- Share this article on Facebook
- Share this article on Twitter
- Share this article on Email
- Show additional share options
- Share this article on Print
- Share this article on Comment
- Share this article on Whatsapp
- Share this article on Linkedin
- Share this article on Reddit
- Share this article on Pinit
- Share this article on Tumblr
As theaters shuttered across the nation amid the coronavirus pandemic, the filmmakers of Never Rarely Sometimes Always had a tough decision to make — wait to release the movie when theaters reopen or release the film on digital platforms to capitalize on an audience confined to their homes.
Ultimately, for Adele Romanski and Barry Jenkins, who produced the film under their Pastel Productions banner, the story about a teenage girl’s journey to get a safe and legal abortion was resonant with the current state of women’s reproductive health in America, and so they, along with writer-director Eliza Hittman and distributor Focus Features, opted to release the movie on VOD platforms.
“What we do know is that we have a film that’s very urgent right now,” Romanski tells The Hollywood Reporter. “There continues to be a war on women’s health and certain states saying abortions are non-essential medical procedures in response to COVID-19, so we know we have a film that matters.”
Written and directed by Hittman (Beach Rats, It Felt Like Love) and made for under $3 million, Never Rarely Sometimes Always is the story of the teenage Autumn, played by first-time actor Sidney Flanigan, who decides to travel with her cousin Skylar (Talia Ryder) from her rural Pennsylvania town to New York City to get an abortion. The pic delves into the real challenges that the two girls face within the medical system and an unfriendly big city.
Never Rarely Sometimes Always debuted at this year’s Sundance Film Festival, where it won a special jury award, and then went on to win the Silver Bear at the Berlin International Film Festival. The film was slated to hit theaters on March 13, but with theaters closing down, it was released on demand on Friday.
“We all believe we have a very powerful piece of art and a very captive audience sitting at home,” says Jenkins. “The movie’s rated PG-13 and it’s really powerful because there’s all these kids sitting at home right now trying to figure out what to watch, and while they’re doing that, there’s states all across the country saying that an abortion is not an essential procedure.”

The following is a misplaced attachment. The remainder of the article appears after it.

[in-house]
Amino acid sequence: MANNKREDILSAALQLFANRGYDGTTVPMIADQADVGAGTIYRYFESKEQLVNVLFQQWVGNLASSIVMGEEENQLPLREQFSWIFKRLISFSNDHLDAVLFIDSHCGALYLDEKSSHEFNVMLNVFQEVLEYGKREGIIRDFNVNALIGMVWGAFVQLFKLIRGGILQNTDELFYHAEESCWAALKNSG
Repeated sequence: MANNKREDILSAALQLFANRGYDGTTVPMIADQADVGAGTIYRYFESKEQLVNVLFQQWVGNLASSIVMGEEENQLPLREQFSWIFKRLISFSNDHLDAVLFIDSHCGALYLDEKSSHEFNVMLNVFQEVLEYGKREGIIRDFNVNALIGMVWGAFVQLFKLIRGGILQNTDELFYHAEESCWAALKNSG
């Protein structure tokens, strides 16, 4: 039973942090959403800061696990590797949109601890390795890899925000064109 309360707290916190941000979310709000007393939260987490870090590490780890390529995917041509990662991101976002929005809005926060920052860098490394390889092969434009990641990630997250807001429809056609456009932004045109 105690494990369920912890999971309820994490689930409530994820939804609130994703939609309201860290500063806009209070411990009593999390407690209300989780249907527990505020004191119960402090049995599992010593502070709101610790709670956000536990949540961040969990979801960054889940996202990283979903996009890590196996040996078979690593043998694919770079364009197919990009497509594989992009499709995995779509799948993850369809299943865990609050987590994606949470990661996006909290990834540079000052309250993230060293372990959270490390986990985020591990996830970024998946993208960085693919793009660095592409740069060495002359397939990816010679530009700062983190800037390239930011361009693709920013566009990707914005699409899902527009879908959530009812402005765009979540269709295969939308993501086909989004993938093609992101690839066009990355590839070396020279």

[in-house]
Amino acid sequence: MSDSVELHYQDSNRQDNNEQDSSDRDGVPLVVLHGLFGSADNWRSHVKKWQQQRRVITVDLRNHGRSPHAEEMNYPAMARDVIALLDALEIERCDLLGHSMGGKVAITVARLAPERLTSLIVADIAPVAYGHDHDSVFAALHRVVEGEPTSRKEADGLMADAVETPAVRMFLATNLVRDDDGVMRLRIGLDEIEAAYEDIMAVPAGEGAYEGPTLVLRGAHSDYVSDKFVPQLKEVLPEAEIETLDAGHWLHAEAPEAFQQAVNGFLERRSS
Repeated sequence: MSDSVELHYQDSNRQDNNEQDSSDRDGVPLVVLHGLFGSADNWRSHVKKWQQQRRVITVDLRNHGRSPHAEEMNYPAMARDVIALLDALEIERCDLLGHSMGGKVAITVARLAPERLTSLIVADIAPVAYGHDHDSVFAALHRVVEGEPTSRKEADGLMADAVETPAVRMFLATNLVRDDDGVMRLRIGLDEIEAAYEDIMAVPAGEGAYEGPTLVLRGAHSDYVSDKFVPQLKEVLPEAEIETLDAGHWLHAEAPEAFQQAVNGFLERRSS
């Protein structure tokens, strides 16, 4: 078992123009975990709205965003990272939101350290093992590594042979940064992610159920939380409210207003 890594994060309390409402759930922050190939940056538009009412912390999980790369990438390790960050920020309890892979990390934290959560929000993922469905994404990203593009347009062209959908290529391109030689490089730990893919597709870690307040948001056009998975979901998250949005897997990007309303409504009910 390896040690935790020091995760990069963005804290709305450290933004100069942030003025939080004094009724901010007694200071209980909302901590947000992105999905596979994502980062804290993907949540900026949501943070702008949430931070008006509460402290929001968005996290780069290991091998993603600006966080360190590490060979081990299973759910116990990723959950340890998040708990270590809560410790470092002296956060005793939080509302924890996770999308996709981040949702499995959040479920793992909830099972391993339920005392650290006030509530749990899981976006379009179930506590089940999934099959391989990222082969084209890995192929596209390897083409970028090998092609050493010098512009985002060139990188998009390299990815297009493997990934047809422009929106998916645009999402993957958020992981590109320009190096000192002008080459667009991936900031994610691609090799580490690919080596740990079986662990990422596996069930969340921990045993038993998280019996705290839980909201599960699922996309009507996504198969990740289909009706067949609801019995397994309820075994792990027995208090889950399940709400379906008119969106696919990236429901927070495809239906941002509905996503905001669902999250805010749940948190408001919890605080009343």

Jenkins and Romanski talked to THR about how Hittman tackled highly politicized issue of abortion with nuance, the biggest production challenges and the decision to bring Never Rarely Sometimes Always to home screens early.
How did your collaboration with Eliza Hittman come about?
Romanski: We had been fans of Eliza’s work since It Felt Like Love, which also debuted at Sundance, and struck up a friendship as one does on the festival circuit, and when we were coming together years later and forming Pastel and thinking about who were the kinds of artists and filmmakers we wanted to support beyond supporting what Barry’s doing, Eliza was on the top of that list for us. The desire to collaborate was always there and this particular film, it’s an interesting path that these things take sometimes, she started working on this idea at a time when she was in the same type of creative incubation program that Barry was in.
Jenkins: Back in 2011, I was in this program at Cinereach, and I was developing Moonlight and If Beale Street Could Talk, and Eliza was starting to work on an early iteration of Never Rarely, so it’s very cool to be a part of the project now.
Romanski: [Hittman] went on to make Beach Rats and the world continued and we found ourselves in a different political climate than we were in when she started developing it, and felt that it was absolutely the right time to come back to the story of Never Rarely.
What was it about her way of telling the story that spoke to the both of you and led to your involvement?